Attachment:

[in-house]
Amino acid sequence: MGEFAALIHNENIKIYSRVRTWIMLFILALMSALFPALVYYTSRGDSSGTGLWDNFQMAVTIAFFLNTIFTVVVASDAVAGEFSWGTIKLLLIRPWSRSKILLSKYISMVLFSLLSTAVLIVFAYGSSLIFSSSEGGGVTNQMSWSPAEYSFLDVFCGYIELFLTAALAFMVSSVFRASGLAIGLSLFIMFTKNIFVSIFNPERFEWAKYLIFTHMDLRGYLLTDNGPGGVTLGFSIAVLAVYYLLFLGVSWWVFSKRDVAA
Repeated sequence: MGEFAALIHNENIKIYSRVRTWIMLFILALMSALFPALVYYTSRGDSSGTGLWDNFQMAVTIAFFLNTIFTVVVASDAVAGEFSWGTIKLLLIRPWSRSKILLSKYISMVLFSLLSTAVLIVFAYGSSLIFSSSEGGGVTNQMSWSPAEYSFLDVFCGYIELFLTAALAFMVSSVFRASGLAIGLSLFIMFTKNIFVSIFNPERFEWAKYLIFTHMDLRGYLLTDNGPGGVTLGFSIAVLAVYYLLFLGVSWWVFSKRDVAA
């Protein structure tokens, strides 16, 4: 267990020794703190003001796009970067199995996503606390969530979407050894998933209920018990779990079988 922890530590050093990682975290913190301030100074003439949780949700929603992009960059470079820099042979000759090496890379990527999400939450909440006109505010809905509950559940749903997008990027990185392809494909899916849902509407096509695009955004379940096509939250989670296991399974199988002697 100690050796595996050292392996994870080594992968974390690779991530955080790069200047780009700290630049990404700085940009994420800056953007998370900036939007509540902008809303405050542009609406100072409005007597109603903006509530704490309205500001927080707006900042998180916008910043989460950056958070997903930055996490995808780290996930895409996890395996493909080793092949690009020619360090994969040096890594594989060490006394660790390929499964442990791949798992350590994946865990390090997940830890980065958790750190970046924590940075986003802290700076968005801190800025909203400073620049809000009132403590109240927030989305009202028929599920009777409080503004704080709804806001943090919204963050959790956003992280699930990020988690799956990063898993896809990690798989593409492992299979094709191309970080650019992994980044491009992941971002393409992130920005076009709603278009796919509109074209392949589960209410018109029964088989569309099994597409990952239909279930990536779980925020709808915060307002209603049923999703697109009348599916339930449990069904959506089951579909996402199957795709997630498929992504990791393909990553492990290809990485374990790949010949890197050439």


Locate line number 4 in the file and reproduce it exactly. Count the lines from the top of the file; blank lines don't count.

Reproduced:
């Protein structure tokens, strides 16, 4: 267990020794703190003001796009970067199995996503606390969530979407050894998933209920018990779990079988 922890530590050093990682975290913190301030100074003439949780949700929603992009960059470079820099042979000759090496890379990527999400939450909440006109505010809905509950559940749903997008990027990185392809494909899916849902509407096509695009955004379940096509939250989670296991399974199988002697 100690050796595996050292392996994870080594992968974390690779991530955080790069200047780009700290630049990404700085940009994420800056953007998370900036939007509540902008809303405050542009609406100072409005007597109603903006509530704490309205500001927080707006900042998180916008910043989460950056958070997903930055996490995808780290996930895409996890395996493909080793092949690009020619360090994969040096890594594989060490006394660790390929499964442990791949798992350590994946865990390090997940830890980065958790750190970046924590940075986003802290700076968005801190800025909203400073620049809000009132403590109240927030989305009202028929599920009777409080503004704080709804806001943090919204963050959790956003992280699930990020988690799956990063898993896809990690798989593409492992299979094709191309970080650019992994980044491009992941971002393409992130920005076009709603278009796919509109074209392949589960209410018109029964088989569309099994597409990952239909279930990536779980925020709808915060307002209603049923999703697109009348599916339930449990069904959506089951579909996402199957795709997630498929992504990791393909990553492990290809990485374990790949010949890197050439």